Basically a re-branded Evergrow with upgraded heat sink & more powerful emitters/optics including UVA as well as a better warranty (compare to Evergrow D2120 LED).
    The same heat issues [even with improved heat sink] and lower quality emitter issues exist too. Still VERY LOW efficiency. Even more questionable is simply the amount of heat these over driven LED lights produce making these comparable to many Metal Halides in potentially requiring a chiller during warmer months.

    Back to efficiency, this is also major question mark as per this very low quality Chinese fixture, as the SB Reef Light LED has one of the lowest efficiencies of ANY aquarium LED light fixture requiring .41 watt of input energy per 1 point of PAR. Compare this even to other low cost/quality LEDs such as the Finnex which is .24 watt of input energy per 1 point of PAR.

    Source/Further Reading: PUR, PAS, PAR in Aquarium Reef/Planted Lighting

    Although well marketed to a gullible non-reading social media market that lives & dies by the meme, these Chinese LEDs are nothing special and are probably worse than most long term because of the eventual heat damage.

    Quoting a professional friend in the industry; “the marketing and sudden popularity of the Chinese made SB Reef Light would make PT Barnum proud” [“There’s a sucker born every minute”]. These are a laughable aquarium LED when one just uses common sense and when one thinks about why LEDs became a popular alternative in the first place to MH and other lights.

    Even with the better warranty, not a recommended LED light for those looking for efficiency and quality of build that will last, but nice looking for color, crazy high power, and cheap up front purchase.

  • Fluval Aquarium LED:
    WARRANTY: 3 Years, however failure of less than 5% of emitters is not considered a defect which can cause spectral quality failure due to poor voltage over other working emitters.
    Replacement or repair at company discretion.

    A better warranty than many, however it still daisy chains many low power, no-name emitters together, resulting in very low efficiency.
    Like the Current Satellite, the Fluval LEDs tend to suffer with moisture build up that eventually causes failure.
    I inherited several Fluval LEDs with a couple new aquarium contracts, both had moisture related failures a few years into their original installation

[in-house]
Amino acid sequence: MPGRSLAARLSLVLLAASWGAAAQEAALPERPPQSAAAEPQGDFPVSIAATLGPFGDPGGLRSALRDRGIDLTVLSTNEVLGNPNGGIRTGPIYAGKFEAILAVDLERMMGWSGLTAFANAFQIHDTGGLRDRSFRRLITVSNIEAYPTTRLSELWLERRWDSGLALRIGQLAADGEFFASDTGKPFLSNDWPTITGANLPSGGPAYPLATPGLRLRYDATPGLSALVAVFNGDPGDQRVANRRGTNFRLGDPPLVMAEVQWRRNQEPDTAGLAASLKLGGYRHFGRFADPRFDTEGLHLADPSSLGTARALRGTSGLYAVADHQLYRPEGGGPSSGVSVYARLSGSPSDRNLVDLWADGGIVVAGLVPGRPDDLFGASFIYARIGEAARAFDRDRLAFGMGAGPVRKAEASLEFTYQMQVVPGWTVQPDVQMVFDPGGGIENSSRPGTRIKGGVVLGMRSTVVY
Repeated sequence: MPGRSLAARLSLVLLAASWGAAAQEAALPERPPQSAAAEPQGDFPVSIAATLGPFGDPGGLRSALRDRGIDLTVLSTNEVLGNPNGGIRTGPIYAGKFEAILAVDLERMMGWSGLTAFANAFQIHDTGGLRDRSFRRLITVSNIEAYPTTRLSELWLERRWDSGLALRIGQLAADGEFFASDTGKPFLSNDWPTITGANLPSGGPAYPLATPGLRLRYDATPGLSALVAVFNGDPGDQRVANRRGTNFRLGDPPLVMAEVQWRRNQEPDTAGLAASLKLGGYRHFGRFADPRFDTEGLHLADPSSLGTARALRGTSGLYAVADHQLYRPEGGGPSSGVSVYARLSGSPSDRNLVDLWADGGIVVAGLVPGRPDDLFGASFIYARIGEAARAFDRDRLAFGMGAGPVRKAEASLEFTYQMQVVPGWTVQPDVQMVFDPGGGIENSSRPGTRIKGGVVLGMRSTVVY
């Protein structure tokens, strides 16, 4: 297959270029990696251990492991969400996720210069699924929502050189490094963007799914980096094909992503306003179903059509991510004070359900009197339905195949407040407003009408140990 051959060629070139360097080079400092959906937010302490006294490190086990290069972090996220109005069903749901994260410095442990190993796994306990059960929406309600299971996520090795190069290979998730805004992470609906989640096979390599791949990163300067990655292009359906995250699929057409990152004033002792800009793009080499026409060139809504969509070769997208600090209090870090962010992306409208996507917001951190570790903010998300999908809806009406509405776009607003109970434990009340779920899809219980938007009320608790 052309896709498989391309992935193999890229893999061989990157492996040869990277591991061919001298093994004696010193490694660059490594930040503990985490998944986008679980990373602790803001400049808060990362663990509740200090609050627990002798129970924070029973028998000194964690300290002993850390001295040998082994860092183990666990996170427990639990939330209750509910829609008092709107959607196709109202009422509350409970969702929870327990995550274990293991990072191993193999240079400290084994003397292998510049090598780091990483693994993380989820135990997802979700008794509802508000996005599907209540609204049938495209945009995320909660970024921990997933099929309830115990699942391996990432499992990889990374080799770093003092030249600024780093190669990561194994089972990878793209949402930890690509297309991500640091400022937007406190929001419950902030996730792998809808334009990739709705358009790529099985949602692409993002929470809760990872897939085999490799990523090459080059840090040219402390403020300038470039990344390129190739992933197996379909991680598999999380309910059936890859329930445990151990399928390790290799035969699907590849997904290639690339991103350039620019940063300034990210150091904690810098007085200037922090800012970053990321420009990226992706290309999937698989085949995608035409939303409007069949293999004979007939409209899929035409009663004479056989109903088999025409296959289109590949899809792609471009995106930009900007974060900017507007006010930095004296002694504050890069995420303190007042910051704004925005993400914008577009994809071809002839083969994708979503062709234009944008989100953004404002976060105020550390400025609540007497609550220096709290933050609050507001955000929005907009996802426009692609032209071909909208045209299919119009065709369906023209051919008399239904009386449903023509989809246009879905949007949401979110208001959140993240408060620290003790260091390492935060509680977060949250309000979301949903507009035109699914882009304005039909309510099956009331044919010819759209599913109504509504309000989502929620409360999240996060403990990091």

• Stark/eShine Aquarium LED:
    WARRANTY: Limited 3 year; 1 year complete and 3 years parts (labor & shipping extra)
  • BeamsWork Aquarium LED:
    WARRANTY: Limited 3 year; 1 year complete and 3 years parts (labor & shipping extra)

    Easily the worst aquarium LED you can purchase, with a watt to micro mol of PAR efficiency as low as 2.70 watts per micro mol of PAR. Compare this to most medium quality fall around .40 to .50 watt per MM of PAR. With the better models under .3 and the AquaRay line as efficient as .08 watt per mm of PAR.
    Source/Further Reading: PUR, PAS, PAR in Aquarium Reef/Planted Lighting

  • Build My LED:
    WARRANTY: Limited 3 year for free repair or replacement, however failure of less than 15% of emitters is not considered a defect.

    Currently BML is no longer manufacturing LED lights for aquarium use, however they still are honoring warranties. This includes for a common problem of silicone coming out from the sides of the fixture due to heat issues (which are unfortunately common with this fixture and its inefficiencies).

    In fact, as time is progressing, the BML seems to be showing some serious flaws in quality of build, so while no longer built, I would also not recommend a second hand BML from Ebay or elsewhere.
    The fact this company was never an aquarium supply company is showing if only due to failures since the BML never utilized an IP67 water resistance rating. This has allowed for premature failure of circuitry/drivers.
    It is the opinion of this author that this is a major reason for their sudden exiting from the manufacture of aquarium lights.

  • Kessil Aquarium LED:
    WARRANTY: 1 year for repair or replacement

    I speaking with others, while the warranty period is short for such an expensive aquarium LED, their customer service is great during this time.
    One down side is these need regular cleaning of the vents/fan otherwise over heating can be problematic, however these LEDs do have a power down feature if they over heat.
    The other problem the Kessils tend to experience is flickering or randomly not turning on. Kessil customer service is great about correcting the issue with a NEW LED. However you are out of luck if this starts happening only one year or later out.

  • AAP AquaRay Aquarium LED:
    WARRANTY: 5 Years fixture, 2 years power supply. Usually replaced with a newer generation LED Fixture, no waiting for repairs.

    The AquaRay has a water resistance rating of IP67, among the highest in the industry.
    Use of PWM also assures less where & tear when being ramped up & down with a controller.

    Highest efficiency as measured by input energy in wattage to micro mol of PAR by “light years” over all other aquarium LEDs with an efficiency as high as .08 watt per mm of PAR in the AAP Reef White NP 2000.

SUMMARY & COMMENTARY:

I can state from hands on use and observations with many different LEDs and knowledge from friends in the business, the LED fixture with by far the best warranty and fewest problems is the AquaRay.

I’ve personally had a couple of TMC AquaRay GroBeams loose an emitter after a couple of years, but the company replaced them no question asked with a NEW later version of the fixture!!!

This did not happen with others I’ve serviced. I’ve had to wait for repairs and a few times the damage was after the warranty period.

What is also interesting is that my supplier told me that most returns of the TMC had clear evidence of misuse, YET he told me that TMC authorized replacement with a new fixture anyways!